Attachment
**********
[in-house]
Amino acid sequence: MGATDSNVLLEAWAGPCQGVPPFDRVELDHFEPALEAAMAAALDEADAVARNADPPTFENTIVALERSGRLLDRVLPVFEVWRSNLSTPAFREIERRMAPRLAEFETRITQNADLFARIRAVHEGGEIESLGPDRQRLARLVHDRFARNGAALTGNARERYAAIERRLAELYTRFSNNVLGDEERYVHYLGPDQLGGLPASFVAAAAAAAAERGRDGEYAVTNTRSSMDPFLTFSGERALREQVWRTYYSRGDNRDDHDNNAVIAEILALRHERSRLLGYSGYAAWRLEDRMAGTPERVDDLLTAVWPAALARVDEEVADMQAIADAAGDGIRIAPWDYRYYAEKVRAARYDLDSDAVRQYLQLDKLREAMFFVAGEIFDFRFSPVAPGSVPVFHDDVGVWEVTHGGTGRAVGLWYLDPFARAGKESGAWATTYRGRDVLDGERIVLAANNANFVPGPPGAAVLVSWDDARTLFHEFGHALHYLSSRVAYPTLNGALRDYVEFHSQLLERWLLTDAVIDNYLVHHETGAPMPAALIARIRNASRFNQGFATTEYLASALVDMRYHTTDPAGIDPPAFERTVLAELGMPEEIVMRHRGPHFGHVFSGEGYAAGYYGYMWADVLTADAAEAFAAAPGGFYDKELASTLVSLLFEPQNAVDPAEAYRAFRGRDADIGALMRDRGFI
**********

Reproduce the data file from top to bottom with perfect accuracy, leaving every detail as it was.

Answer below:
[in-house]
Amino acid sequence: MGATDSNVLLEAWAGPCQGVPPFDRVELDHFEPALEAAMAAALDEADAVARNADPPTFENTIVALERSGRLLDRVLPVFEVWRSNLSTPAFREIERRMAPRLAEFETRITQNADLFARIRAVHEGGEIESLGPDRQRLARLVHDRFARNGAALTGNARERYAAIERRLAELYTRFSNNVLGDEERYVHYLGPDQLGGLPASFVAAAAAAAAERGRDGEYAVTNTRSSMDPFLTFSGERALREQVWRTYYSRGDNRDDHDNNAVIAEILALRHERSRLLGYSGYAAWRLEDRMAGTPERVDDLLTAVWPAALARVDEEVADMQAIADAAGDGIRIAPWDYRYYAEKVRAARYDLDSDAVRQYLQLDKLREAMFFVAGEIFDFRFSPVAPGSVPVFHDDVGVWEVTHGGTGRAVGLWYLDPFARAGKESGAWATTYRGRDVLDGERIVLAANNANFVPGPPGAAVLVSWDDARTLFHEFGHALHYLSSRVAYPTLNGALRDYVEFHSQLLERWLLTDAVIDNYLVHHETGAPMPAALIARIRNASRFNQGFATTEYLASALVDMRYHTTDPAGIDPPAFERTVLAELGMPEEIVMRHRGPHFGHVFSGEGYAAGYYGYMWADVLTADAAEAFAAAPGGFYDKELASTLVSLLFEPQNAVDPAEAYRAFRGRDADIGALMRDRGFI